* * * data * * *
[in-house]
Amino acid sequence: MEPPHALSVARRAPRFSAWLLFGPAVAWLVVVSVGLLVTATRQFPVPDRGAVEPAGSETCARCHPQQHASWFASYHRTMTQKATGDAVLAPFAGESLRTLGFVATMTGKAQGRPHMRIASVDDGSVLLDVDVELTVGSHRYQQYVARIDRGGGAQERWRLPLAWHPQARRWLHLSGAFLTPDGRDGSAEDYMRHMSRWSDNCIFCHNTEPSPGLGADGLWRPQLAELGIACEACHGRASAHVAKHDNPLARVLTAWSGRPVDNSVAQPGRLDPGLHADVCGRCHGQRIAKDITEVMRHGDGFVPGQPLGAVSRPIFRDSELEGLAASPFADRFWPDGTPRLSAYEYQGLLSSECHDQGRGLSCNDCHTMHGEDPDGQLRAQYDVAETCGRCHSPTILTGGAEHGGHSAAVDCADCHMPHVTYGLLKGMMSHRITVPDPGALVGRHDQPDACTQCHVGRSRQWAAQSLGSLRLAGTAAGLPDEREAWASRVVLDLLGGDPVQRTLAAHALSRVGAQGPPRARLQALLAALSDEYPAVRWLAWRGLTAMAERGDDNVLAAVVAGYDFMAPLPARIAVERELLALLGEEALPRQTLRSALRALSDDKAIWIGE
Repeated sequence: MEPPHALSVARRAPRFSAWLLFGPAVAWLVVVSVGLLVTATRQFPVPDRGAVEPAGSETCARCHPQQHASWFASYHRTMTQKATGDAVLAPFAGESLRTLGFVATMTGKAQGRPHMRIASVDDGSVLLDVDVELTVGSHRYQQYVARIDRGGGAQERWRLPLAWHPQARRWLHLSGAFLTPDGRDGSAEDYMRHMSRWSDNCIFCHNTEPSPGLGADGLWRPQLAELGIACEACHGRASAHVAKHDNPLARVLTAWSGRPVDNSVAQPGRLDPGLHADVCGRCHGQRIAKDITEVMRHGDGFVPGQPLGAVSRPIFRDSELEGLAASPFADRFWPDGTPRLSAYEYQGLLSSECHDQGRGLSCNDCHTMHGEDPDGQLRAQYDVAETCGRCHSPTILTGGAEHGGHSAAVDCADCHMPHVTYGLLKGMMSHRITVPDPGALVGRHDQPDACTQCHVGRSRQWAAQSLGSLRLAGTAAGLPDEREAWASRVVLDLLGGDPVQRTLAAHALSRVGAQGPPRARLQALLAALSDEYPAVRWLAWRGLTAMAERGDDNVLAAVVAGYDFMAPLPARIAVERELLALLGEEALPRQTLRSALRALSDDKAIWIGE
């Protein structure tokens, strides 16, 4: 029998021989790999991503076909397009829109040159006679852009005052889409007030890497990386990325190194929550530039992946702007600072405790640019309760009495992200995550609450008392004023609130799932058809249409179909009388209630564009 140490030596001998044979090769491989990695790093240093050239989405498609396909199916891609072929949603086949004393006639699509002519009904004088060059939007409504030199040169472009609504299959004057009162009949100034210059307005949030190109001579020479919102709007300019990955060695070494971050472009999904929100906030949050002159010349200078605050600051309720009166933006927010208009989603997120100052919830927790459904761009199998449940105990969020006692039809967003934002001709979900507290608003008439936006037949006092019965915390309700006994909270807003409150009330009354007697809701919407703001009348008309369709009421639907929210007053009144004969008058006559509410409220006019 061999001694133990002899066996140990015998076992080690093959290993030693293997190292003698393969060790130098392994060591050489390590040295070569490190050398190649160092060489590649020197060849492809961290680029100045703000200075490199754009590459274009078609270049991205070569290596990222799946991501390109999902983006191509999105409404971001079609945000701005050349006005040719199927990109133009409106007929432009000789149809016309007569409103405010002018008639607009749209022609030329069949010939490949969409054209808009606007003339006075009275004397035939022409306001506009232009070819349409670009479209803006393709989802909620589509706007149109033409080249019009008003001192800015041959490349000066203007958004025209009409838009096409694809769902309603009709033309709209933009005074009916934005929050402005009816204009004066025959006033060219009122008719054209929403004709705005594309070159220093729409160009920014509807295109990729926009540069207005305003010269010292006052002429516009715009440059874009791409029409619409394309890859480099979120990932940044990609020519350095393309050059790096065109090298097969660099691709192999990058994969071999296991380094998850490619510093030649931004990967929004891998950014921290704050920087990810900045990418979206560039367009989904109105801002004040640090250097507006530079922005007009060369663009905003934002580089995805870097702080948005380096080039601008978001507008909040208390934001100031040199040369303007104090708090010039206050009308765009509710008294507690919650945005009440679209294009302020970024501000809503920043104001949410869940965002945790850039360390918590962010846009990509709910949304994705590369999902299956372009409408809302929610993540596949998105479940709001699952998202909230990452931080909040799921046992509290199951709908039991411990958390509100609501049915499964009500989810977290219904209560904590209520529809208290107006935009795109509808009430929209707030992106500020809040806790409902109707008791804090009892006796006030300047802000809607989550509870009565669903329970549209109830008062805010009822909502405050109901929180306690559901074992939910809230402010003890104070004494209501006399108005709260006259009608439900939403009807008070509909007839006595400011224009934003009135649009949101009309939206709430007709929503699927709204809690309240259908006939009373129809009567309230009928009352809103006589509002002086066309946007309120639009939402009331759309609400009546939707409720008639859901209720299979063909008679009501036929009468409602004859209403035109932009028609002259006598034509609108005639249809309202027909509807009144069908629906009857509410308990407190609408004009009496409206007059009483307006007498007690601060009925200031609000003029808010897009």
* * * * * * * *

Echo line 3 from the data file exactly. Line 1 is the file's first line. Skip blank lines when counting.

Repeated sequence: MEPPHALSVARRAPRFSAWLLFGPAVAWLVVVSVGLLVTATRQFPVPDRGAVEPAGSETCARCHPQQHASWFASYHRTMTQKATGDAVLAPFAGESLRTLGFVATMTGKAQGRPHMRIASVDDGSVLLDVDVELTVGSHRYQQYVARIDRGGGAQERWRLPLAWHPQARRWLHLSGAFLTPDGRDGSAEDYMRHMSRWSDNCIFCHNTEPSPGLGADGLWRPQLAELGIACEACHGRASAHVAKHDNPLARVLTAWSGRPVDNSVAQPGRLDPGLHADVCGRCHGQRIAKDITEVMRHGDGFVPGQPLGAVSRPIFRDSELEGLAASPFADRFWPDGTPRLSAYEYQGLLSSECHDQGRGLSCNDCHTMHGEDPDGQLRAQYDVAETCGRCHSPTILTGGAEHGGHSAAVDCADCHMPHVTYGLLKGMMSHRITVPDPGALVGRHDQPDACTQCHVGRSRQWAAQSLGSLRLAGTAAGLPDEREAWASRVVLDLLGGDPVQRTLAAHALSRVGAQGPPRARLQALLAALSDEYPAVRWLAWRGLTAMAERGDDNVLAAVVAGYDFMAPLPARIAVERELLALLGEEALPRQTLRSALRALSDDKAIWIGE